The campaign coverage is predominantly about picture opportunities, with priority given to the TV stations and their video cameras to help shape the images of the leaders. Debate about actual policy ideas is usually kept to the periphery. It’s a point that author Greg Jericho expressed frustration with in 2010 when, at a policy launch on disability services, all the journalists’ questions were about some stupid town hall meeting between the leaders.
Here’s a note to all the news directors around the country: Do you want to save some money? Well then bring home your journalists following Tony Abbott and Julia Gillard, because they are not doing anything of worth except having a round-the-country Twitter and booze tour.
So, why do media organisations persist? Isn’t this all pointless? Why the hell would you spend upwards of $50,000 per person for the whole five weeks – not including overtime – if the politicians don’t talk about the issues that actually matter to people?
Because campaigns have never been just about policy. They are about public relations – and the colour of a campaign can be just as important to the outcome of an election as the promises coming out of the mouths of our leaders.
Like it or not, those images of Tony Abbott jumping through tyres at an army training camp, or of Kevin Rudd taking selfies at a school, can be key motivations behind people’s voting intentions. Policy wonks have a right to despair, but elections are not just about them – elections are about attracting the attention of as many people as possible in Australia. It’s not easy either, given the growing level of apathy about the democratic process. A commonly held belief within marketing and political circles is that a slogan generally needs to be repeated 50 times before it begins to stick in the heads of the average voter. It will drive journalists and commentators spare, having to hear the same shit over and over again, but it will only barely register in the general public’s mind.
And that’s what we have to endure. We strap ourselves in for a journey where our bowel movements will be dictated by the political leaders we’re following. It can be like a North Korean touring circus: completely isolated from the outside world, kept in captivity and fed propaganda, while surrounded by manic fans praising Dear Leader.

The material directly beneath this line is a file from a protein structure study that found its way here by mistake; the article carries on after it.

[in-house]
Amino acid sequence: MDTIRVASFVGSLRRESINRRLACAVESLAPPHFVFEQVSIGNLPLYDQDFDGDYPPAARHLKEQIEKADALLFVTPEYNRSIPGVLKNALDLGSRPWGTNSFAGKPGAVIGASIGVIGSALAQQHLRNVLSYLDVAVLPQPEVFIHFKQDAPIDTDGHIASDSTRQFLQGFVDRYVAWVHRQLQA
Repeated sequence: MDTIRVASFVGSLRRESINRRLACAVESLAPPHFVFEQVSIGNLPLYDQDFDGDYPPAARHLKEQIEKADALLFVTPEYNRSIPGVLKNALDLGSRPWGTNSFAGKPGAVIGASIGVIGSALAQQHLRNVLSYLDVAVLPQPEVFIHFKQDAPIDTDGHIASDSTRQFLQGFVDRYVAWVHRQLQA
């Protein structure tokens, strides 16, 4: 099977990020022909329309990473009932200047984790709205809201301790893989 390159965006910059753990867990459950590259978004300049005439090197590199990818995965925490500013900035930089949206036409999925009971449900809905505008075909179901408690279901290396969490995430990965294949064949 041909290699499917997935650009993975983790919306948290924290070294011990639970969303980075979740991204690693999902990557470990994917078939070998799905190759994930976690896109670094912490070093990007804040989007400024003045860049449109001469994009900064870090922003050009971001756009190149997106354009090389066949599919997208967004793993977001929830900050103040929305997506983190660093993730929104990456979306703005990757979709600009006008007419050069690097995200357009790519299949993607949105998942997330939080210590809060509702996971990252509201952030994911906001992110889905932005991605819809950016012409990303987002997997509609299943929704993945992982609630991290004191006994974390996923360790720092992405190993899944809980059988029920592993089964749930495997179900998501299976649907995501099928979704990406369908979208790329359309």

Thankfully, there is still a degree of uncertainty in election campaigns. Despite the best efforts of media minders, these leaders still screw up, and journalists will be there to capture it. If these mistakes snowball, it can change the entire dynamic of the campaign. It’s also incredibly difficult to report on these mishaps from a desk in the press gallery without having eyes and ears on the ground.
There’s plenty of commentary suggesting that the so-called 24-hour media cycle has added to the pace and tone of modern election campaigns. The mistakes that are made are amplified and exaggerated in a bid to meet the appetites of media consumers, and that can be incredibly challenging for the media-managing machines of political parties. While journalists rightly complain about the hours they spend working during the campaign, political advisers are usually able to trump that. They have to be constantly on guard and on message – their future employment depends on it.
For journalists, the challenge is to keep up with the pace created by the media. Thanks to technological advances and the increasing rationalisation of the industry, journalists in all media have to file more often. TV reporters conduct multiple live crosses a day on the road, while newspaper reporters are filing online stories as soon as press releases are thrust into their hands. Those working in radio simply file on the hour, every hour, until they fall asleep. For bloggers, it’s every five minutes.
It can be an incredibly rewarding challenge. It’s an experience that imprints itself in the minds of everyone participating.
But first, you have to make it across the finish line in one piece, and that is a difficult task.